The angel of the wood engraving also gazes out at the viewer, but with an expression which is more terrifying than serene. Angels are not to be trifled with. His raised right hand, fingers apart, suggests less oath-taking than a posture of warning. Moreover, his superiority over humans is evident in his immense height, dwarfing even the rocky outcrop on Patmos in the foreground. This mighty angel, like the Christ he represents, is truly awesome. Yet he is also less substantial than the robust, colourful angel of Cloisters. He emerges out of the clouds, the light emanating from his head indistinguishable from the sun’s rays bursting through rain clouds, promising the appearance of a rainbow. This engraving presents a much more modern take on the problem of divine communication: what does one really see? An angel, or a rather dramatic cloud formation?

Hans Feibusch, standing in the tradition of Albrecht Dürer (1498) and Jean Duvet (1555), treats this character differently from his other heavenly beings, whom he portrays as more conventionally angelic, albeit wingless. For Feibusch, the composite character of this figure dominates. Yet his is much more successful than the stilted, overly-literal image produced by Dürer. The angel is on the move, as energetic as the flames of fire which form his legs, or the billowing clouds covering his torso. The whole image is suffused in the light emanating from his sun-like face. Moreover, in sharp contrast to the stern angel in the Victorian engraving, the face of Feibusch’s angel exudes an almost maternal tenderness. The youthful John is a child who needs to be nurtured as he prepares for his prophetic future.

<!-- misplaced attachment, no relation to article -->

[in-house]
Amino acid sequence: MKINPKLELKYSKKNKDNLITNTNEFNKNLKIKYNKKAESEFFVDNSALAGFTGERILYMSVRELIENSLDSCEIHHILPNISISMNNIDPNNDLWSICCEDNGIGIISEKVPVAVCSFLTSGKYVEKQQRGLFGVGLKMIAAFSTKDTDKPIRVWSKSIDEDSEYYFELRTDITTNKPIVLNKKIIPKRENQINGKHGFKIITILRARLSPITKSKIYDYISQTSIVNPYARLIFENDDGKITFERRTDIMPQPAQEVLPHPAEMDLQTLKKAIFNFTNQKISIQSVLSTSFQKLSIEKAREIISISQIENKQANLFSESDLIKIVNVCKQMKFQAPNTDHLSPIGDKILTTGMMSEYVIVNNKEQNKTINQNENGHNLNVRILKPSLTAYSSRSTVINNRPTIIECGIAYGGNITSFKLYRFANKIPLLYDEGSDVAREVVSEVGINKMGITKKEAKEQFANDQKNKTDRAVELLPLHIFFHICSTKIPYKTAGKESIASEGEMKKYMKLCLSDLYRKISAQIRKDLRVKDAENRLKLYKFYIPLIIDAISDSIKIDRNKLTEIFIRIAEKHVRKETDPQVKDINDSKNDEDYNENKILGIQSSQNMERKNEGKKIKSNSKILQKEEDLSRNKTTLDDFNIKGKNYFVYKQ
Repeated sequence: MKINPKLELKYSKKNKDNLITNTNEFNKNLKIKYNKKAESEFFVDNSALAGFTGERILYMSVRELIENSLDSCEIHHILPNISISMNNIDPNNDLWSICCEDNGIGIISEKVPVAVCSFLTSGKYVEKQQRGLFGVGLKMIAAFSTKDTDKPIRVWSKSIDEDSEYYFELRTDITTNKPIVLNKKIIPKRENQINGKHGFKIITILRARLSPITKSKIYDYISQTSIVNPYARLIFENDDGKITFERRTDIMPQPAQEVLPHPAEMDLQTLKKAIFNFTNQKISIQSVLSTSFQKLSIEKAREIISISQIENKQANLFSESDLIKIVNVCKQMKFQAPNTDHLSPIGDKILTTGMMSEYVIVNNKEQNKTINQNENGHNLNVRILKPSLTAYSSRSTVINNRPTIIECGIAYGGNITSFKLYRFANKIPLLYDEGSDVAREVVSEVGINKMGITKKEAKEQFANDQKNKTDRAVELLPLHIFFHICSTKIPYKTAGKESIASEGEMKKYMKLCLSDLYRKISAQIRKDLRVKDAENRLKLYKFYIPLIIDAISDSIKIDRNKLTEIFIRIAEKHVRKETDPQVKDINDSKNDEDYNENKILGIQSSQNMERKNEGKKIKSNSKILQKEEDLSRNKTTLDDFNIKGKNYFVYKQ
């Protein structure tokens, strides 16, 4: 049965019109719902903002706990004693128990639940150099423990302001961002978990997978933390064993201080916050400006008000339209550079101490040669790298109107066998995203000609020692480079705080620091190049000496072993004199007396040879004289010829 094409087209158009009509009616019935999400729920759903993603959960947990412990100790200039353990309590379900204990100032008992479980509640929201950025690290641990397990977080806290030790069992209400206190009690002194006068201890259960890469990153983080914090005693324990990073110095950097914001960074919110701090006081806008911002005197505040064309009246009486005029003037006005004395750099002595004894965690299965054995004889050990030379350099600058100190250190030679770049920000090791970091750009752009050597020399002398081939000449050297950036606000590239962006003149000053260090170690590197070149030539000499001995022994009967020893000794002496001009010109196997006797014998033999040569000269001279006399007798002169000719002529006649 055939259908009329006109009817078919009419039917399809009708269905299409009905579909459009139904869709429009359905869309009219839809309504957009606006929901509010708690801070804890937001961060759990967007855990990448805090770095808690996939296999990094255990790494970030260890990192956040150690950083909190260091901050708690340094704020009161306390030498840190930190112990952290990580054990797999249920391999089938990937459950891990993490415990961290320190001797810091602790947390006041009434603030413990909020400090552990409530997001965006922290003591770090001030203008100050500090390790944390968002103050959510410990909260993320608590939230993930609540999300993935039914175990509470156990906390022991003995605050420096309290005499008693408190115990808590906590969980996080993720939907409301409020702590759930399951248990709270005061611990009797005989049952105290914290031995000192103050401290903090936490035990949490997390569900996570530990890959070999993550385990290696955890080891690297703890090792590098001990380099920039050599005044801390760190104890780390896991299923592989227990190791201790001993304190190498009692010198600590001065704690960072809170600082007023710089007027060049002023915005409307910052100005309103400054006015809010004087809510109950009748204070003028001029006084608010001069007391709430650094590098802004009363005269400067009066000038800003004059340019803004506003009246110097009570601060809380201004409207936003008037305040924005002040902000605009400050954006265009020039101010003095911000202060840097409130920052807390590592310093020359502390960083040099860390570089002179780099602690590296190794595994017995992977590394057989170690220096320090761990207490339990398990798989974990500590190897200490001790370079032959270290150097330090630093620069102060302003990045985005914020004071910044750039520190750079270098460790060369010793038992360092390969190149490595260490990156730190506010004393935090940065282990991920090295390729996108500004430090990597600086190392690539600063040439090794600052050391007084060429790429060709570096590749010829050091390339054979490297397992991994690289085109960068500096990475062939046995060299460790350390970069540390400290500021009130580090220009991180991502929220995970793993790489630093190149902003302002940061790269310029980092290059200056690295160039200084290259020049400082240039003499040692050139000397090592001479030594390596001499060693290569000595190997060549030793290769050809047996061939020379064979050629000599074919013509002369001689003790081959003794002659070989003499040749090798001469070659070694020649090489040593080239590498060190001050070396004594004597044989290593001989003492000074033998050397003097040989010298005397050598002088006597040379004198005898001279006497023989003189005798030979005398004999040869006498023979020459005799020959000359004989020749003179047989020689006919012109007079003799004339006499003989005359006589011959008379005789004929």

Inviting in Cloisters; terrifying in the nineteenth-century engraving; maternal in Feibusch: this mighty angel has many faces. But, alone of the three, the Cloisters Apocalypse makes a further point about angelic communication. The mighty angel is not the only heavenly messenger visible in the image. To the left, an angel interrupts John’s writing down the message of the seven thunders. In the top right corner, another angel appears, holding a scroll containing the Latin words Vade accipe li[brum] (‘Go, take the book’). Yet in both cases in the biblical text, John sees nothing (10:4, 8). He merely hears a voice from heaven, conveying the divine message. These two lesser angels in Cloisters remind us that heaven often communicates in less overt and dramatic ways. Hearing as well as seeing. Listening to that still, small voice. And, in listening, perhaps entertaining angels unawares.

 

References

Boxall, Ian. 2015. ‘The Mighty Angel with the Little Scroll: British Perspectives on the Reception History of Revelation 10’, in The Book of Revelation: Currents in British Research on the Apocalypse, ed. by Garrick V. Allen et al (Tübingen: Mohr Siebeck), pp. 245–63

Coke, David (ed.). 1995. Hans Feibusch: The Heat of Vision (London: Lund Humphries)

Deuchler, Florens et al. 1971. The Cloisters Apocalypse: An Early Fourteenth-Century Manuscript in Facsimile, 2 vols (New York: Metropolitan Museum of Art)

Feibusch, Hans. 1946. Mural Painting (London: Adam and Charles Black)

O’Hear, Natasha F.H. 2001. Contrasting Images of the Book of Revelation in Late Medieval and Early Modern Art (Oxford: Oxford University Press)